The Supreme Court is allowing the Trump administration to fully enforce a ban on travel to the United States by residents of six mostly Muslim countries.
The justices say in an order Monday that the policy can take full effect even as legal challenges against it make their way through the courts.
The ban applies to travelers from Chad, Iran, Libya, Somalia, Syria and Yemen.
Much of the president’s ban was already in place the point of contention that was in question was over who can be said to have a “bona-fide” relationship with the U.S. Lower courts had said people from those nations with a claim of a “bona fide” relationship with someone in the United States could not be kept out of the country. Grandparents, cousins and other relatives were among those courts said could not be excluded.
Under the travel ban, those travelers from the banned countries would only be allowed into the U.S. if they have close family members in the U.S. They would have to be able to prove a relationship with a parent, spouse, child, adult son or daughter, son-in-law, daughter-in-law or sibling who is already in the U.S. in order to be eligible.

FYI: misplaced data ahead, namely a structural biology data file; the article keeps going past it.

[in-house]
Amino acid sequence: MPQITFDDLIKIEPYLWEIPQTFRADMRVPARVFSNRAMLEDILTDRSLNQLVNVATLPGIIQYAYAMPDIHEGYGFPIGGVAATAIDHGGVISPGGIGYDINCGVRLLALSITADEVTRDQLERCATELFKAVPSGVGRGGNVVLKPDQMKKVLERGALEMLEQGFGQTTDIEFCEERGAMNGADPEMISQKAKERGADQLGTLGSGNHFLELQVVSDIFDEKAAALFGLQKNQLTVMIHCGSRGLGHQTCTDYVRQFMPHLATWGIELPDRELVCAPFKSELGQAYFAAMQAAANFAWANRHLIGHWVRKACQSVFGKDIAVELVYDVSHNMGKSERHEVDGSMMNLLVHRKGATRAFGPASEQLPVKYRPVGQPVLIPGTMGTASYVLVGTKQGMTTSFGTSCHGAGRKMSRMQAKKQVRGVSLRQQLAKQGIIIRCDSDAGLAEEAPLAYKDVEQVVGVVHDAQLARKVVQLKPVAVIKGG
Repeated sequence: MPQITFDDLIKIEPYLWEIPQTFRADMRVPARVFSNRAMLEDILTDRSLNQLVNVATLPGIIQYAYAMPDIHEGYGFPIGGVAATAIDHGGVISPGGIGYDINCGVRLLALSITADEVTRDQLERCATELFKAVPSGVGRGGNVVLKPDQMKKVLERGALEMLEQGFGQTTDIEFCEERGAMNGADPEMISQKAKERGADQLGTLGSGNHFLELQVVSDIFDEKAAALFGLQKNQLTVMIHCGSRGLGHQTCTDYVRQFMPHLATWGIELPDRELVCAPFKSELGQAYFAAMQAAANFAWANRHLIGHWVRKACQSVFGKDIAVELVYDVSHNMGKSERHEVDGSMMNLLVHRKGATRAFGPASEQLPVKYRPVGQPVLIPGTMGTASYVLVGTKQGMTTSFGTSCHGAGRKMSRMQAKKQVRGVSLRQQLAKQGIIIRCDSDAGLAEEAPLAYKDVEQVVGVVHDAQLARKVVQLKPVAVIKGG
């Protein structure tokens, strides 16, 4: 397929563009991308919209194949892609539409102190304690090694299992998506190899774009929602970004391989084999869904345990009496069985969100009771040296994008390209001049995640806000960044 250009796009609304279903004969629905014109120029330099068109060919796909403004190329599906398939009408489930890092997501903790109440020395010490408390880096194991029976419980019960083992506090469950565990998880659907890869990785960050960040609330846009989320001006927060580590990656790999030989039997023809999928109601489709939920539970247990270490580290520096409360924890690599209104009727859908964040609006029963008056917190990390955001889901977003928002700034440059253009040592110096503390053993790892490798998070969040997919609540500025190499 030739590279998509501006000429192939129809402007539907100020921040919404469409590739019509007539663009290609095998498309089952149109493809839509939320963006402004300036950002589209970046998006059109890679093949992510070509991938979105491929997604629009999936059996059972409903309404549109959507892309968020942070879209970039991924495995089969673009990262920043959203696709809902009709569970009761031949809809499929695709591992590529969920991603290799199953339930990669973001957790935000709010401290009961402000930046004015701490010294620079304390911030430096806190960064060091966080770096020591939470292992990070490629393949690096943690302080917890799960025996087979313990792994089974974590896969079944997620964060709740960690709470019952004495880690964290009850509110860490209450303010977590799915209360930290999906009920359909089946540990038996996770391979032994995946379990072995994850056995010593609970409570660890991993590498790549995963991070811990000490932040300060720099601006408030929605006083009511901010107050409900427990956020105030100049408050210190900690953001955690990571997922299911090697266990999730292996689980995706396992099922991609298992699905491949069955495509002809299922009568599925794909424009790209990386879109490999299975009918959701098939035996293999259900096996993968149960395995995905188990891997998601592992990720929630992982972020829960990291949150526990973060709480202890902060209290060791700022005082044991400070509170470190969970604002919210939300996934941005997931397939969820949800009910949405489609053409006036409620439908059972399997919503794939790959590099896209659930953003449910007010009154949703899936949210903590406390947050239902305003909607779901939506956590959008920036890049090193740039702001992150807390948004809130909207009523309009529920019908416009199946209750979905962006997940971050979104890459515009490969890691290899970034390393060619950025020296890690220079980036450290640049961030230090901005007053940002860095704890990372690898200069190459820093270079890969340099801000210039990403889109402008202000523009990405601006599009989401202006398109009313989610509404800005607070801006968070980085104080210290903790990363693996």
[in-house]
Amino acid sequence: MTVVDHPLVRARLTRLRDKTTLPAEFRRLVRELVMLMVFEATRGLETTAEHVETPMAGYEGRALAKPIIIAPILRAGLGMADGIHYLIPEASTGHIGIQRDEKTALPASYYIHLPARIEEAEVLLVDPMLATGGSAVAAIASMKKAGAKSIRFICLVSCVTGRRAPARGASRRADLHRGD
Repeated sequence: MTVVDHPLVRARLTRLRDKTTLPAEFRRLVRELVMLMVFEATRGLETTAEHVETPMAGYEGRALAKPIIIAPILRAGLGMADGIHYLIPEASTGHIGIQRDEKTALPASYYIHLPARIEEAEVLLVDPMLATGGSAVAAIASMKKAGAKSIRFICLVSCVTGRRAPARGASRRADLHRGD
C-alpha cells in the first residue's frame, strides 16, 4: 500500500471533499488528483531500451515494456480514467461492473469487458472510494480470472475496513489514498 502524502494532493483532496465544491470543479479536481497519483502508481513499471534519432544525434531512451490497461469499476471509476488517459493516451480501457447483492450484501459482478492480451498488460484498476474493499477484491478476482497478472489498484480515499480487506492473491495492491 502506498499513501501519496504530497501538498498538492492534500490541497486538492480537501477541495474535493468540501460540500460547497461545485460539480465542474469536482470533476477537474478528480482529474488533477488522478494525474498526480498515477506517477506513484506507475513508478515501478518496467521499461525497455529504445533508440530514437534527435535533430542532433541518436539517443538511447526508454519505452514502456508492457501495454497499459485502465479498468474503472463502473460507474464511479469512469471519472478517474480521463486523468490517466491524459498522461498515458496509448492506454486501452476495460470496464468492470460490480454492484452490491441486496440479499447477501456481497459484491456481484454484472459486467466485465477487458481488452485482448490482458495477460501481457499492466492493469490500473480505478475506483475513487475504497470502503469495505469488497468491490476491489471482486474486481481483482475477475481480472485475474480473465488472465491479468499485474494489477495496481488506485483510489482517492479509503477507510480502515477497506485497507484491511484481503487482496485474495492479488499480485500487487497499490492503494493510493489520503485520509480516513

Justices Ruth Bader Ginsburg and Sonia Sotomayor would have left the lower court orders in place.
The San Francisco-based 9th U.S. Circuit Court of Appeals and the 4th U.S. Circuit Court of Appeals in Richmond, Virginia, will be holding arguments on the legality of the ban this week.
Both courts are dealing with the issue on an accelerated basis, and the Supreme Court noted it expects those courts to reach decisions “with appropriate dispatch.”
President Trump signed an updated travel ban in late September, as his prior ban was about to expire. Under the latest ban, the U.S. eased restrictions on Iran, Libya, Syria, Yemen and Somalia, and it removed restrictions on Sudan altogether. It also said that enhanced vetting procedures and new restrictions would be put in place for four new countries that had been found not to be in compliance with U.S. vetting procedures Chad, Iraq, North Korea and Venezuela.
Quick resolution by appellate courts would allow the Supreme Court to hear and decide the issue this term, by the end of June.